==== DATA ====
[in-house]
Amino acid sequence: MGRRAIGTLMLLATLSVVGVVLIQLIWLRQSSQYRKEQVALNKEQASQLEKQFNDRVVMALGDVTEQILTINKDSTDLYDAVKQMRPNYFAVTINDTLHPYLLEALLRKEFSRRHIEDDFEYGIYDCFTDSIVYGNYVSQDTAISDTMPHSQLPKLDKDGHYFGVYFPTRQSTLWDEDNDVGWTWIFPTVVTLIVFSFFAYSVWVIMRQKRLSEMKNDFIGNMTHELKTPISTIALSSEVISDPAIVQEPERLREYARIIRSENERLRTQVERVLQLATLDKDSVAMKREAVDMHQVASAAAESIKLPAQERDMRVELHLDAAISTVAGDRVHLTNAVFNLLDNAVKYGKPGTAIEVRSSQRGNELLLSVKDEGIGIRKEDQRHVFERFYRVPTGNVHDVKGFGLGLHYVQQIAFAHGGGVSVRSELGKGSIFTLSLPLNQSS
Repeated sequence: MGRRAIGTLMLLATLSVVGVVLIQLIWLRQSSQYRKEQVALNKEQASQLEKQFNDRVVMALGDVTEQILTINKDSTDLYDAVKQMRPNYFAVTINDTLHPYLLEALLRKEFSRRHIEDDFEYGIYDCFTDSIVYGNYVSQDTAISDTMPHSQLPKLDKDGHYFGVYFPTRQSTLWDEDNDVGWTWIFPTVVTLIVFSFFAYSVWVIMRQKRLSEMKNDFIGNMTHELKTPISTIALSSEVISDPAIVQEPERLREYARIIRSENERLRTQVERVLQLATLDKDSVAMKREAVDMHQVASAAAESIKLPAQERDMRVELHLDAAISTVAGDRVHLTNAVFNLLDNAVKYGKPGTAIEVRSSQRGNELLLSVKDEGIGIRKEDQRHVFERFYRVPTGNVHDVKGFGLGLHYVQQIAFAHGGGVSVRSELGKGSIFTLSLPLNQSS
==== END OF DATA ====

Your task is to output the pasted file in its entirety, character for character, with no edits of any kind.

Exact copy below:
[in-house]
Amino acid sequence: MGRRAIGTLMLLATLSVVGVVLIQLIWLRQSSQYRKEQVALNKEQASQLEKQFNDRVVMALGDVTEQILTINKDSTDLYDAVKQMRPNYFAVTINDTLHPYLLEALLRKEFSRRHIEDDFEYGIYDCFTDSIVYGNYVSQDTAISDTMPHSQLPKLDKDGHYFGVYFPTRQSTLWDEDNDVGWTWIFPTVVTLIVFSFFAYSVWVIMRQKRLSEMKNDFIGNMTHELKTPISTIALSSEVISDPAIVQEPERLREYARIIRSENERLRTQVERVLQLATLDKDSVAMKREAVDMHQVASAAAESIKLPAQERDMRVELHLDAAISTVAGDRVHLTNAVFNLLDNAVKYGKPGTAIEVRSSQRGNELLLSVKDEGIGIRKEDQRHVFERFYRVPTGNVHDVKGFGLGLHYVQQIAFAHGGGVSVRSELGKGSIFTLSLPLNQSS
Repeated sequence: MGRRAIGTLMLLATLSVVGVVLIQLIWLRQSSQYRKEQVALNKEQASQLEKQFNDRVVMALGDVTEQILTINKDSTDLYDAVKQMRPNYFAVTINDTLHPYLLEALLRKEFSRRHIEDDFEYGIYDCFTDSIVYGNYVSQDTAISDTMPHSQLPKLDKDGHYFGVYFPTRQSTLWDEDNDVGWTWIFPTVVTLIVFSFFAYSVWVIMRQKRLSEMKNDFIGNMTHELKTPISTIALSSEVISDPAIVQEPERLREYARIIRSENERLRTQVERVLQLATLDKDSVAMKREAVDMHQVASAAAESIKLPAQERDMRVELHLDAAISTVAGDRVHLTNAVFNLLDNAVKYGKPGTAIEVRSSQRGNELLLSVKDEGIGIRKEDQRHVFERFYRVPTGNVHDVKGFGLGLHYVQQIAFAHGGGVSVRSELGKGSIFTLSLPLNQSS